God restored Job with a double portion of sheep, camels, oxen and female donkeys, yet only restores the same number of sons and daughters. It would seem that something is amiss, as God should have also doubled the number of children. Though this is purely peculation, though pulling from Job’s speeches, it appears Job had faith in a resurrection, and possibly understood he would see his children again at that time. However, regardless to that speculation, Job was blessed with 140 years of life and lived to see his children and grandchildren for four generations. This blessing would give assurance that Job would die with assurance all he did would live on through his descendants.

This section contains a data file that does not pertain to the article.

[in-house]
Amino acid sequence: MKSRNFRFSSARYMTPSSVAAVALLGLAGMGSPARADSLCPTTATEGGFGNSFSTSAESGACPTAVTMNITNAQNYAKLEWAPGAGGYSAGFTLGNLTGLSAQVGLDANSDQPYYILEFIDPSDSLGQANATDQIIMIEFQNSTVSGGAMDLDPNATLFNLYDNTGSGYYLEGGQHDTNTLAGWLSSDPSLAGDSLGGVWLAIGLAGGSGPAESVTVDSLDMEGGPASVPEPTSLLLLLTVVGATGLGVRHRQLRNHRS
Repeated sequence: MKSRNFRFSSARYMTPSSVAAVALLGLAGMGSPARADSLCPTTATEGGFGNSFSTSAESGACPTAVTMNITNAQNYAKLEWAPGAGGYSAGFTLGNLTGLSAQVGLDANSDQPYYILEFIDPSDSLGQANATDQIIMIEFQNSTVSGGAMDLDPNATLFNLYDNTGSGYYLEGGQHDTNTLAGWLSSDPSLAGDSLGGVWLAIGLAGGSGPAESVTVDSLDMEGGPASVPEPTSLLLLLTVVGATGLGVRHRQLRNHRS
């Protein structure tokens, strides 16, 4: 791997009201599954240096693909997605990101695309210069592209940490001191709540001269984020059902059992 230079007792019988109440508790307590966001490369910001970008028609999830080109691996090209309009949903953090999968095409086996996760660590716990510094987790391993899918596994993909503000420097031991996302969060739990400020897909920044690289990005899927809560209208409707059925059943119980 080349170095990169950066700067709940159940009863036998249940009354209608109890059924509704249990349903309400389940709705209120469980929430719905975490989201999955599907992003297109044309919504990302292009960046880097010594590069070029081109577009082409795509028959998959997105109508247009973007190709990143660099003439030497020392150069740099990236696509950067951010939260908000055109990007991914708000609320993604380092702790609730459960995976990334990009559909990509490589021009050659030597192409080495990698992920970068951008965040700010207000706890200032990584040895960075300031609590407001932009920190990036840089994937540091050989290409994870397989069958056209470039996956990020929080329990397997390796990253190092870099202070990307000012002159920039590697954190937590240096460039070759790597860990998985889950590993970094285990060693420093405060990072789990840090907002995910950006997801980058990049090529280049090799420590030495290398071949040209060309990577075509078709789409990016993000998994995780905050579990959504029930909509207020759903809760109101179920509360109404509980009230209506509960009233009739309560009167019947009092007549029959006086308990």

While theologians argue over whether God gave any real answer to Job, it seems apparent that God does give an answer. While we look for direct answers, God speaks in parables just as His son would, for those who can hear and see. The answer God gives to Job’s suffering is much the same God gave to Moses concerning Who God is. [30] God is the “I Am”, who does not need to give an answer to his creation, but is willing to condescend and converse with Job. As stated above, Job represents all of humanity, so the divine speeches become a conversation and cry for salvation. In the end, we see God who takes on the challenge of fallen humanity and declares He is the God who can, because, He Is.

Crenshaw, James L. Old Testament Wisdom An Introduction. 3rd. Louisville: Westminster John Knox Press, 1998.
Estes, Daniel J. Handbook on the wisdom books and Psalms. Grand Rapids: Baker Academic, 2005.